The Trade Desk is gathering ACR data as it edges closer to measurement ‘holy grail’

The Trade Desk is adding more real-time TV data to its platform

The uptick in connected televisions means TV is now an online medium. That has advertisers picturing a future of data-enabled, cross-device targeting.

The Trade Desk, an independent demand-side platform (DSP), is now looking to partner with companies that provide automatic content recognition (ACR) data to realize that dream by connecting the previously siloed medium of TV with the rest of the digital ecosystem.

The Trade Desk announced today (8 October) it has struck a deal with Vizio-owned Inscape to include its viewing data from over 12m smart TVs into the DSP’s media planning tool. This builds on a similar announcement in May with Samba TV, an ACR company baked into more than a dozen manufacturers, including Sony, Sharp, TCL and Toshiba.

ACR technology gathers data on what opted-in TV viewers see, whether it’s delivered over-the-air or over-the-top (OTT). So now, if a consumer sees a program or an ad on a smart TV, a marketer can retarget that person across digital.

Ashutosh Gangwar, general manager of data partnerships at The Trade Desk, said adding ACR data allows the company to peer into TV, bolstering its planning tool.

“This data basically creates this unique opportunity for us to understand what the consumer is doing from a viewership behavior [standpoint] when they are not visible to The Trade Desk,” said Gangwar. “That's the understanding we're now bringing into our planning tools.”

Roku has developed a similar media planning tool for OTT as a way to help advertisers reach cord-cutters. It is also developing an ad measurement tool for all of OTT as it hopes to close the loop of TV attribution.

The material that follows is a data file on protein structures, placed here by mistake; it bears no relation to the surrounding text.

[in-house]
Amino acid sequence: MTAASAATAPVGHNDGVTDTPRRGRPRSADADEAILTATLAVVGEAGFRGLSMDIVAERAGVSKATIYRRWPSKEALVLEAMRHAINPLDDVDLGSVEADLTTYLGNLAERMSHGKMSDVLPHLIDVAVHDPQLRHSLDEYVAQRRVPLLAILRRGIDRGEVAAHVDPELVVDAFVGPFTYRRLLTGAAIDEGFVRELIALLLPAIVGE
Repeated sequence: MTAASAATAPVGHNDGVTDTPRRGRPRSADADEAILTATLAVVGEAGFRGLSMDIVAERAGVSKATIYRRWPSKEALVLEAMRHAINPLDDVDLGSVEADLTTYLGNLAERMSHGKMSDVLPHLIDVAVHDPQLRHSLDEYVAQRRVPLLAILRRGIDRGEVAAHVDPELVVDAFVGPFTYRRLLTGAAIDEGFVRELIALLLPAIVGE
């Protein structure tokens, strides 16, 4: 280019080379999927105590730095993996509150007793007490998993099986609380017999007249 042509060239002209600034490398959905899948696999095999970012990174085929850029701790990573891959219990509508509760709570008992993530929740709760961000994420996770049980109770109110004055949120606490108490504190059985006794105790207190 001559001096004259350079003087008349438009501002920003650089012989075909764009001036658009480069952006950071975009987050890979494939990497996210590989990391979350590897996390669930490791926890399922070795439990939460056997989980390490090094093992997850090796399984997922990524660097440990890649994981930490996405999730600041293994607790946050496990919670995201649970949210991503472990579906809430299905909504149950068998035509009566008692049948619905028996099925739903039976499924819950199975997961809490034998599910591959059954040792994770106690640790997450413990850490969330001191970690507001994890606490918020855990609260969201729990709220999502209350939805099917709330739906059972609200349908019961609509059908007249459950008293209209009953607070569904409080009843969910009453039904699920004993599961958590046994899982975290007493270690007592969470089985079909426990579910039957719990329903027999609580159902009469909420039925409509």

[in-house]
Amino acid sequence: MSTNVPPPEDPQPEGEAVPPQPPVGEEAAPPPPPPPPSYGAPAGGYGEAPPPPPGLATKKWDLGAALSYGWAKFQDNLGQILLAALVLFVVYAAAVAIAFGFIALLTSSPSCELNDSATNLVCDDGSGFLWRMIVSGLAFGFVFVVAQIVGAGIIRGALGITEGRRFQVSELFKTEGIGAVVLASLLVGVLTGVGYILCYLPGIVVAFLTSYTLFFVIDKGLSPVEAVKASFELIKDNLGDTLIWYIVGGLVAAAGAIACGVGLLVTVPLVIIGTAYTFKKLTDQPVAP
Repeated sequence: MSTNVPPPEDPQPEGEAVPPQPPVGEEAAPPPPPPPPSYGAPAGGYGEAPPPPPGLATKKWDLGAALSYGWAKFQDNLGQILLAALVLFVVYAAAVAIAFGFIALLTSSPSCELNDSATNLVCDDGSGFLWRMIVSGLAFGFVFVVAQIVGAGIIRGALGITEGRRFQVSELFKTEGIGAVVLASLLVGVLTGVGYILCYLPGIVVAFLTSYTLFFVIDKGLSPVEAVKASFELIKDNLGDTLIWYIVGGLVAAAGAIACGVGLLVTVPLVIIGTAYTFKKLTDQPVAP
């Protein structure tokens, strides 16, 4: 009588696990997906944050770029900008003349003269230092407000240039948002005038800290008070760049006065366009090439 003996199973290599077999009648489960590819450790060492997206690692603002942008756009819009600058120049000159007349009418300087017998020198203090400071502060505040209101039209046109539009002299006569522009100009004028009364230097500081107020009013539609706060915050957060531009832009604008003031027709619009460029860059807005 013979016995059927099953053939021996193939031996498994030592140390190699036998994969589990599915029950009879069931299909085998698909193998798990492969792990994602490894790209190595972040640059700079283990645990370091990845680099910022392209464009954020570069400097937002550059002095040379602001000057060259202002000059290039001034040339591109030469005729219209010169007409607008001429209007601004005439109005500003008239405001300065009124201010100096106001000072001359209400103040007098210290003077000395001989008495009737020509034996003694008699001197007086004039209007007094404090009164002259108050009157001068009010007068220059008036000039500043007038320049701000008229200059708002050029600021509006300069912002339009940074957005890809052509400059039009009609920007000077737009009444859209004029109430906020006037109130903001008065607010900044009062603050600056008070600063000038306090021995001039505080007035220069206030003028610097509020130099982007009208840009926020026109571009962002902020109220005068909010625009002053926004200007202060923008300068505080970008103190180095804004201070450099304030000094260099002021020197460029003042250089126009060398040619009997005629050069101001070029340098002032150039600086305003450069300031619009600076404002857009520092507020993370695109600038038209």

The Trade Desk has similar ambitions, but for across digital.

“Our goal is to give our advertisers a complete end-to-end planning, forecasting, targeting and measurement solution that works across screens,” said Gangwar.

He added that the company’s next step is to introduce a forecasting tool that will help advertisers optimize their spend in real-time.

“And then of course the holy grail is to build the measurement [tool] that actually proves whatever is forecasted and planned,” said Gangwar.

The Trade Desk is still in measurement development mode, so details are sparse, but Gangwar said the company is currently getting feedback from clients on how the measurement tool should look.

He added that The Trade Desk will likely develop its measurement tool with another company, such as Inscape or Samba, but would still take a “marketplace approach” in making third-party solutions available to clients who prefer certain currencies, such as Nielsen’s metrics.

The Trade Desk isn’t the only DSP looking to onboard more ACR data. In just the last year, Inscape has signed licensing deals with Dataxu, Mediamath and Amobee.

Greg Hampton, vice-president of business development at Inscape, said there’s increasing market demand as media buyers become more familiar with ACR data.

Hampton added that any company looking to deploy a holistic measurement offering will need a reliable device graph to connect the dots.

“You need to be able to tie devices together in order to know what ad impressions you're delivering across screens, and that's going to be requisite for being able to do multi-touch attribution,” said Hampton.

Last October, The Trade Desk formed an Identity Alliance with three other companies to create a scaled out device graph. Adding smart TV data to the mix provides an anchor point, as these immovable devices can be linked through an IP address to other devices that are harder to connect because consumers often carry them around, such as mobile phones, tablets and laptops.

Hampton said the only hole in ACR data is when a consumer watches content on apps such as Netflix, Amazon and Hulu when those apps are natively integrated into a smart TV.

So if a consumer is watching Hulu through a Roku stick, ACR can capture that; if it’s through the app running within LG's smart TV operating system, ACR cannot capture that viewing behavior.

“Everybody is blind to those three native apps because those companies contractually prohibit all the smart TV manufacturers from running ACR when those natives apps are running,” said Hampton.

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